Redmond Central Connector: An Important Addition to Redmond’s Trail Network
The Redmond Central Connector (RCC) trail is a rail trail. A rail trail is the conversion of a disused railway into a multi-use path, typically for walking, cycling and sometimes horse riding [Wikipedia].
The City of Redmond purchased the BNSF railroad right of way in Redmond in 2010 specifically to create a rail trail. Design of Phase II of the RCC is complete and construction will begin this summer.
While the RCC will enable easier, safer, faster pedestrian and bike access to Digipen and tech companies along Willows Road, that was never the main intention.
Rather, the RCC was envisioned as several things: First, it is a beautiful (and popular) linear park in downtown Redmond. Second, it is a means for cyclists to bypass Redmond Way and Cleveland Street to travel through Redmond from north to south (and vice-versa). And third, the RCC is an important component and connector in the Puget Sound regional trail network.
To the south, the RCC will connect directly with the East Lake Sammamish Trail and enable non-motorized travel to Sammamish, Issaquah and beyond. To the north and west, the RCC will connect to the Cross Kirkland Connector and the Eastside Rail Corridor. In the near future, one will be able to cycle by trail to Kirkland, Bellevue and Renton. Additionally, Snohomish County has purchased BNSF right-of-way and plans to develop a trail from Woodinville to Snohomish.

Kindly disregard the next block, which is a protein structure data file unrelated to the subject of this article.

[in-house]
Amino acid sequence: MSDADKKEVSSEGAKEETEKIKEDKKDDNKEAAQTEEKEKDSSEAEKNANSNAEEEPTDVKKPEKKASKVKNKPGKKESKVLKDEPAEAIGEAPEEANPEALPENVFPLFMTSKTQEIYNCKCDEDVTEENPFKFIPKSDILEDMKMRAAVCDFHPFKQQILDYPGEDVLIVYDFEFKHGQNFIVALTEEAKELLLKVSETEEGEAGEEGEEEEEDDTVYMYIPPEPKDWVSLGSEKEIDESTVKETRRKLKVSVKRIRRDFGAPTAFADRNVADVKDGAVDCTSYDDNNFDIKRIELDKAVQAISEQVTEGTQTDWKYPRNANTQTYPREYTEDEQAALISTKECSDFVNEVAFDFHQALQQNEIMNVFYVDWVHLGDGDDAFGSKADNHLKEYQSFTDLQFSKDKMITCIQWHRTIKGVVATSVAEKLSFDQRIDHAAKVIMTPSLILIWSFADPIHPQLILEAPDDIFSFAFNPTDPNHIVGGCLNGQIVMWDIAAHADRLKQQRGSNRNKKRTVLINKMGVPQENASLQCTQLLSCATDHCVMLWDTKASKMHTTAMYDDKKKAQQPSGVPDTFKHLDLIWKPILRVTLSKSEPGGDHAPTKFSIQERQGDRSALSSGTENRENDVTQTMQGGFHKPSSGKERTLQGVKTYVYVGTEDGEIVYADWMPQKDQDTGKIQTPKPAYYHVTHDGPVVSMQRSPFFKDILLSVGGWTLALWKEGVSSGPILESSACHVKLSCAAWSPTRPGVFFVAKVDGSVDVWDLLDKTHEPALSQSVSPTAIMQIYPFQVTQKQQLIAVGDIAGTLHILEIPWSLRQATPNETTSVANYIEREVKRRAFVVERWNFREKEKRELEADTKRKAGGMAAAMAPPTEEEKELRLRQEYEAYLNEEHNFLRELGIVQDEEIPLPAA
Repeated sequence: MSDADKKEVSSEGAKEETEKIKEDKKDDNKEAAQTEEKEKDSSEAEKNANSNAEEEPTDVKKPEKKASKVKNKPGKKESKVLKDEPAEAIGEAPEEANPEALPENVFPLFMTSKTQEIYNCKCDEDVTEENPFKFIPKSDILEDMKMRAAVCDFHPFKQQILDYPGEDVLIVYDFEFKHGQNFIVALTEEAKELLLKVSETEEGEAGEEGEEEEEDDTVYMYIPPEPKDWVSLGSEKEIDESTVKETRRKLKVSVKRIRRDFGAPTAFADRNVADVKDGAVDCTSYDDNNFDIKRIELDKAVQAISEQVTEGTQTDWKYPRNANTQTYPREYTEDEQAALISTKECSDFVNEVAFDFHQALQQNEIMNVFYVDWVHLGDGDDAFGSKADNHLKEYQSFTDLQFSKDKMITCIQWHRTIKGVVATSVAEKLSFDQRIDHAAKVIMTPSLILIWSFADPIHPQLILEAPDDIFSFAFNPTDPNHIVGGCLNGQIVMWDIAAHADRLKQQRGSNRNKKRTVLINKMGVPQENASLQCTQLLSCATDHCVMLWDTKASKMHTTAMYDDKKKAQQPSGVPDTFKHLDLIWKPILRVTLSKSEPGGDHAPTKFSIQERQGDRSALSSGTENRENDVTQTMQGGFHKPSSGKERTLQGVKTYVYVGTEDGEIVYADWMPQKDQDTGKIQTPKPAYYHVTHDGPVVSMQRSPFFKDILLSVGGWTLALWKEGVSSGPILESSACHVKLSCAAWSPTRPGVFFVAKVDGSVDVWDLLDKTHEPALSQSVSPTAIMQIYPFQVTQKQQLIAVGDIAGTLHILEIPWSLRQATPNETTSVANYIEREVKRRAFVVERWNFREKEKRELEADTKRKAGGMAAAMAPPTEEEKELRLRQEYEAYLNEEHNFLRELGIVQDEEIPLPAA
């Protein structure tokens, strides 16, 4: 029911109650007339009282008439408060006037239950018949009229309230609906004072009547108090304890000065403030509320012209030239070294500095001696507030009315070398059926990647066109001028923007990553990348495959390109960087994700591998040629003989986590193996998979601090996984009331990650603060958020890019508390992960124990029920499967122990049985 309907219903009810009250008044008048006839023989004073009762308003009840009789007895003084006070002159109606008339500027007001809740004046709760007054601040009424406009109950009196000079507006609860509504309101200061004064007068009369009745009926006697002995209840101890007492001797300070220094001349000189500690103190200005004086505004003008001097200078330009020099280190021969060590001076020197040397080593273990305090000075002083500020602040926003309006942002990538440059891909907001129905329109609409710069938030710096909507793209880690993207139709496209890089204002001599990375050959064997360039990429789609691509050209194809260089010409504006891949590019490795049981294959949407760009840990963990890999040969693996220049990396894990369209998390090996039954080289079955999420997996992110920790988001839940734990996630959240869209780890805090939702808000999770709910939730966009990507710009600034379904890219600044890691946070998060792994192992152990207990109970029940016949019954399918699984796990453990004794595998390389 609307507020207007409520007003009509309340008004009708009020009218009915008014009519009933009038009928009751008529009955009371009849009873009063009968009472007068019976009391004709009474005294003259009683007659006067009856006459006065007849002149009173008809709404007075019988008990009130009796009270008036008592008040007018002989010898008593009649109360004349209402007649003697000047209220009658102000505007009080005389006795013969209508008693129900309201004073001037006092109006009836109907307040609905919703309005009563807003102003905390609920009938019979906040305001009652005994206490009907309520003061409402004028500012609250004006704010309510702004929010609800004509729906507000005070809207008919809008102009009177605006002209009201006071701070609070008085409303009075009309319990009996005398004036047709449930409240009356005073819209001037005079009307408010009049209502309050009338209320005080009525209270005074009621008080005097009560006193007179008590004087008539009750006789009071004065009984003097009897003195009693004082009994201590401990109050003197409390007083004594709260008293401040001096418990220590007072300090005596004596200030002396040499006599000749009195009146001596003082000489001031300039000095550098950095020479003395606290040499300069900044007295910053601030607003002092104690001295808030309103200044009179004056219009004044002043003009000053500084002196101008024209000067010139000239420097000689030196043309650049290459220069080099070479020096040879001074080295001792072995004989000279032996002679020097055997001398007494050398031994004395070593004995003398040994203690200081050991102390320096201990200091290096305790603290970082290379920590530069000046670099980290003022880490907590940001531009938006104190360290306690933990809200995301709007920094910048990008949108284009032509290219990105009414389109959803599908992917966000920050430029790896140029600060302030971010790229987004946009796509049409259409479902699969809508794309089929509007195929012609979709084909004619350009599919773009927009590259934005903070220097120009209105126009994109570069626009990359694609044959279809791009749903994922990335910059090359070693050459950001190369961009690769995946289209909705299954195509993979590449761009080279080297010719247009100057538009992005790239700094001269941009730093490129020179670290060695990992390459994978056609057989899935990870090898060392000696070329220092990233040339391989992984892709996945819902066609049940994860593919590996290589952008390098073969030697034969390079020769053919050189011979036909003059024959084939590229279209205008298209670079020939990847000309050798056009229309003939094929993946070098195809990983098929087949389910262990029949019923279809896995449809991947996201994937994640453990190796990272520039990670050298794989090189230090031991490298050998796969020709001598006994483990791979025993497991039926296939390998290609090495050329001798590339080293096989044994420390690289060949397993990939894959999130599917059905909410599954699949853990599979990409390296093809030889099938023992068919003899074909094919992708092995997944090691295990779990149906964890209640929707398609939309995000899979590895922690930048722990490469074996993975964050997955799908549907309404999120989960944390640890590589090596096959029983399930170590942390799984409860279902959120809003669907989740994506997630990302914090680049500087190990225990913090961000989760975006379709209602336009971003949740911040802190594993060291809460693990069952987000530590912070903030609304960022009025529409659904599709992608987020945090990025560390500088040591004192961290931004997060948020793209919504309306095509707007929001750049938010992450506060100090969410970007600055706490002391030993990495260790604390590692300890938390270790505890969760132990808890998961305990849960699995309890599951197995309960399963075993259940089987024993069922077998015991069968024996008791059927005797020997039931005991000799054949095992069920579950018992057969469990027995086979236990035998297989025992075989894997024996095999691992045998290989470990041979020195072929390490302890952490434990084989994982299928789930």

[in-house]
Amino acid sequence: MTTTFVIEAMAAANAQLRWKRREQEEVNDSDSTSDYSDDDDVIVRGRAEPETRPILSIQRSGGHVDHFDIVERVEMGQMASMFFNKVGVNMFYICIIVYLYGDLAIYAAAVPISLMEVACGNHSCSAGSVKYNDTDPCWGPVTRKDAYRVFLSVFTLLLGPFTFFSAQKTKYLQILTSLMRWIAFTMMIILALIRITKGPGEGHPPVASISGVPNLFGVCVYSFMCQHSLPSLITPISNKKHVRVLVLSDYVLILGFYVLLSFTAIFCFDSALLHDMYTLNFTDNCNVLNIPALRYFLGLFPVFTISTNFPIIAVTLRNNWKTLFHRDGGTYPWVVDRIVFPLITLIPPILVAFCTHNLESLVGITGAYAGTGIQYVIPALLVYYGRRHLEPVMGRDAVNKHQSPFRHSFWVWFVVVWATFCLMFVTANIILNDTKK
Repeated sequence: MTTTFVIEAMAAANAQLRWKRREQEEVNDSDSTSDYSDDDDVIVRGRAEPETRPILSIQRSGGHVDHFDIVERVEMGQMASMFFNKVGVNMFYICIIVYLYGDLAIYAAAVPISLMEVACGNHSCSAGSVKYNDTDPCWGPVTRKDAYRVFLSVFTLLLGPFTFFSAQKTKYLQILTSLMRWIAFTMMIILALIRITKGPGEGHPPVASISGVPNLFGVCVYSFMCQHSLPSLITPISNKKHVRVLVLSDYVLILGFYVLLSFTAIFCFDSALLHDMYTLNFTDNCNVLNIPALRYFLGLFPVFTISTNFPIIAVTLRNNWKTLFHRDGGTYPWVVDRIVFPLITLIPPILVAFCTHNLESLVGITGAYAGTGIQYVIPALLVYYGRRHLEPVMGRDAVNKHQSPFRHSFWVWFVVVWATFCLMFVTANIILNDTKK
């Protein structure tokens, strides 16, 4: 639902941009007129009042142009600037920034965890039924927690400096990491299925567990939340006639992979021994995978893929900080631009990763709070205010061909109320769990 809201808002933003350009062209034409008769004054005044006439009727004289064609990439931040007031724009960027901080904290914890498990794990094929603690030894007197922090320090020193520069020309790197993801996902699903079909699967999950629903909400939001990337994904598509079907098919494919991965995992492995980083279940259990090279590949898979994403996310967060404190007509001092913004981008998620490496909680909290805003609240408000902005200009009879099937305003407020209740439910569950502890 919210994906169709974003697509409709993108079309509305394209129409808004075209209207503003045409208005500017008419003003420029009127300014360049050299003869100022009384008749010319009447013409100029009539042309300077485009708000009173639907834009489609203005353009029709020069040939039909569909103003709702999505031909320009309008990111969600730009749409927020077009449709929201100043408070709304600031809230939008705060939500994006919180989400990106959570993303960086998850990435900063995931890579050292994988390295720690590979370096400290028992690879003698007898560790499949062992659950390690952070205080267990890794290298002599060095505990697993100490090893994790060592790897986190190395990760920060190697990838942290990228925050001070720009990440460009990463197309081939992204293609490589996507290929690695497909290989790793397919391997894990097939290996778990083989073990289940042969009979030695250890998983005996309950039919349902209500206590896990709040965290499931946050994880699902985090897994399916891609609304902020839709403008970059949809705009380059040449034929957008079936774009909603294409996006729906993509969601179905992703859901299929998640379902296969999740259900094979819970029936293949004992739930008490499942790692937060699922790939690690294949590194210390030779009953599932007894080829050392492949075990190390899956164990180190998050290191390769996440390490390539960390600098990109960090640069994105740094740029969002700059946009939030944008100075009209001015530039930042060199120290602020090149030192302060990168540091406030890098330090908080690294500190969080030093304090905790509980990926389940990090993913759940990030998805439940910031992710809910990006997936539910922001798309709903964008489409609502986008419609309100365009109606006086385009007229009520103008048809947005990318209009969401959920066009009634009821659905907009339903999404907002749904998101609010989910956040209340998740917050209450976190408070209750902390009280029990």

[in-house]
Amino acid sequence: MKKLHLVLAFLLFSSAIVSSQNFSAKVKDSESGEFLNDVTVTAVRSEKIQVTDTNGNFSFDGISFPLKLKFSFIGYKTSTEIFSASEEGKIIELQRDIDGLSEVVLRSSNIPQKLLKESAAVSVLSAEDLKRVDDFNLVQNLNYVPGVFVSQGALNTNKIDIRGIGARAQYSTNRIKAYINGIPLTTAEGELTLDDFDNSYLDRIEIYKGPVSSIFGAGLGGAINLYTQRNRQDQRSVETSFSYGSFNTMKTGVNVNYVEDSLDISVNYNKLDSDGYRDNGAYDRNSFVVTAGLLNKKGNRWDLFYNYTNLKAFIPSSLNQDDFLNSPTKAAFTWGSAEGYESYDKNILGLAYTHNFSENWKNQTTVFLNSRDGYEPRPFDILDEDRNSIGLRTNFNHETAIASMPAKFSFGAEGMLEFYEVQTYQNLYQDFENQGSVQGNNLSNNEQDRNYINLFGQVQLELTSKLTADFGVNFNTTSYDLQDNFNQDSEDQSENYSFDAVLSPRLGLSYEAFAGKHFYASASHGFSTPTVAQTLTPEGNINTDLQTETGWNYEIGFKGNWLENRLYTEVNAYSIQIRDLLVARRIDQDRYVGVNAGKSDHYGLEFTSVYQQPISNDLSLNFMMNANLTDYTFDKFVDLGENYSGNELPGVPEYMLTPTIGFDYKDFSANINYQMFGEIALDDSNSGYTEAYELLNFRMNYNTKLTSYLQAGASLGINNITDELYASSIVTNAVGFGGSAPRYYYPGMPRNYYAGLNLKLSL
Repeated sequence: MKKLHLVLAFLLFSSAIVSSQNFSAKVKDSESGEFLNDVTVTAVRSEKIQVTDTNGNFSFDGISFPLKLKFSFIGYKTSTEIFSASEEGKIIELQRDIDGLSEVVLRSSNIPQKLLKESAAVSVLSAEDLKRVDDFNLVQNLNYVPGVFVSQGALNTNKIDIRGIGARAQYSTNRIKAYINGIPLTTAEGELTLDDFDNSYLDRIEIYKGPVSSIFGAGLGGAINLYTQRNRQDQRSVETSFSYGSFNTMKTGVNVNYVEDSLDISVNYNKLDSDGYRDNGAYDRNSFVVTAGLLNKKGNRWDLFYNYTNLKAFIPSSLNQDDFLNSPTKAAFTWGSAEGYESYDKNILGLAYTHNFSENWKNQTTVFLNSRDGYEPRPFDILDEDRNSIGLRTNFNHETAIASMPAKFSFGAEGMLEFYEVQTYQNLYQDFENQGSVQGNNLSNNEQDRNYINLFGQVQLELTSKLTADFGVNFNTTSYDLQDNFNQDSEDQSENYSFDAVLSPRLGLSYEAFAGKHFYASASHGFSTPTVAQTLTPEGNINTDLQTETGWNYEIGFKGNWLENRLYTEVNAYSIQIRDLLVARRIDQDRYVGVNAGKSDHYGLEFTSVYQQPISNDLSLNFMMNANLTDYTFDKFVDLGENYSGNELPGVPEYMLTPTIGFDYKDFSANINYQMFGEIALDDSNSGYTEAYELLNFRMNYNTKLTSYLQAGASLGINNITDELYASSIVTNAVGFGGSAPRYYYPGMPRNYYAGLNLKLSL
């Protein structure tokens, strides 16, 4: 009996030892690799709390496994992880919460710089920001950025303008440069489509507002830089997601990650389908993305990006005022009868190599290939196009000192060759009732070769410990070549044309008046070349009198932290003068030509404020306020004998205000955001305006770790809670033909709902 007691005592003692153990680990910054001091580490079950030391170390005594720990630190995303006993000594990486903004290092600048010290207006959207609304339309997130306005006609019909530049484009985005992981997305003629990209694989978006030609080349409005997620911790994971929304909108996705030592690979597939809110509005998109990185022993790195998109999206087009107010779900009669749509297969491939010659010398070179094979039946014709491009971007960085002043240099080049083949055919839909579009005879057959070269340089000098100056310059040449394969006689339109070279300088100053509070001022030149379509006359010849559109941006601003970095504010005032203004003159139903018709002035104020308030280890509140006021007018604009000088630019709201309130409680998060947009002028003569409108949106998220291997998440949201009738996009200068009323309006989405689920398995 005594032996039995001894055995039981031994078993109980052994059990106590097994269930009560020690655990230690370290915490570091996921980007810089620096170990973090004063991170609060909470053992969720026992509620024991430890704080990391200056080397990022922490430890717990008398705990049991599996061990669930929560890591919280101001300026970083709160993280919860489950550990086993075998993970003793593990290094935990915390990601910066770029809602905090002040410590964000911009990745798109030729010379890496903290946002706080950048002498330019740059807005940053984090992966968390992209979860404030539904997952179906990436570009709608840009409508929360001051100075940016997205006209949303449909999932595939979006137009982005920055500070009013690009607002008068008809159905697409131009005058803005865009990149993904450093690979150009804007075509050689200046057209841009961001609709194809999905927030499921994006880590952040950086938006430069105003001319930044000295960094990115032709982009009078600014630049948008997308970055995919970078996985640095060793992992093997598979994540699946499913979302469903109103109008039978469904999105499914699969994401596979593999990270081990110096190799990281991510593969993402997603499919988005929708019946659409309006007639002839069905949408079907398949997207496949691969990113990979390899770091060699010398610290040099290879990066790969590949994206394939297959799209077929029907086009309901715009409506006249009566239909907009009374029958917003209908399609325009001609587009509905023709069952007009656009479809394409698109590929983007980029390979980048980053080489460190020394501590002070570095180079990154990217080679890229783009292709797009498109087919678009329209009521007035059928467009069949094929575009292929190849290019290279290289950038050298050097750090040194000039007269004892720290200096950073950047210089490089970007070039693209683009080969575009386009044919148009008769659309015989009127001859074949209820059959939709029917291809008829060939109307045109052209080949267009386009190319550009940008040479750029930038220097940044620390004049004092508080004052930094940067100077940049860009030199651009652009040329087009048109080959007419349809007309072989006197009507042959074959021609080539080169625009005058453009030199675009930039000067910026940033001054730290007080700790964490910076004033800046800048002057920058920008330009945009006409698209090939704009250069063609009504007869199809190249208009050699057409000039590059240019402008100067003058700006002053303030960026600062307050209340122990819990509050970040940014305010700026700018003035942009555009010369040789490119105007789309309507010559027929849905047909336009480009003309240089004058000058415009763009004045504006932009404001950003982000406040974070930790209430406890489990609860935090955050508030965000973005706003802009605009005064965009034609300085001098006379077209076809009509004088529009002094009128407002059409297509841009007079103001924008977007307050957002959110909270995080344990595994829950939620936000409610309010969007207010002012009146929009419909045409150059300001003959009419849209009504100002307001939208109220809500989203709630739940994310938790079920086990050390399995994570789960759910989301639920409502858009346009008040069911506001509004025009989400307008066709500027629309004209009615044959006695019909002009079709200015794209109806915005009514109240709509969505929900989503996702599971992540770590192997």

Traffic is an unavoidable part of life in our region. Trails enable people to walk and bike more safely – and remove cars from roads. In an ideal world, trails would be designed with no traffic intersections. Sadly, we do not live in an ideal world. Fortunately, trail intersections can be improved with signage and warning mechanisms for both trail users and vehicle operators.
There are plenty of examples of trail users and traffic coexisting peacefully. The Burke-Gilman Trail in Seattle has many intersections as does the Sammamish River Trail in Bothell and Kenmore. The East Lake Sammamish Trail has a number of intersections including an entrance to busy Lake Sammamish State Park. The relatively new Cross Kirkland Connector follows the old BNSF railbed as well, with a number of street crossings.
The Sammamish River Trail – a multi-use recreational trail where bicyclists, dogwalkers, kids, and commuters all coexist – is owned and maintained by King County. Yes it does get delightfully crowded on sunny days. A faster, less crowded alternative trail will be welcomed by many even if it is not as scenic.
Still concerned about safety issues and traffic near the RCC? Simple solution: Use the Sammamish River Trail. I’m looking forward to biking the second phase of the RCC when it opens in late 2016!
I’m not speaking for anyone but myself; however, I have served on the Redmond Parks and Trails Commission for six years, including a year as Chairperson. Anyone is welcome to attend our Commission meetings to express his/her concerns, ideas, and questions. We meet first Thursday of every month, 6:30 pm at Redmond City Hall.Tom Sanko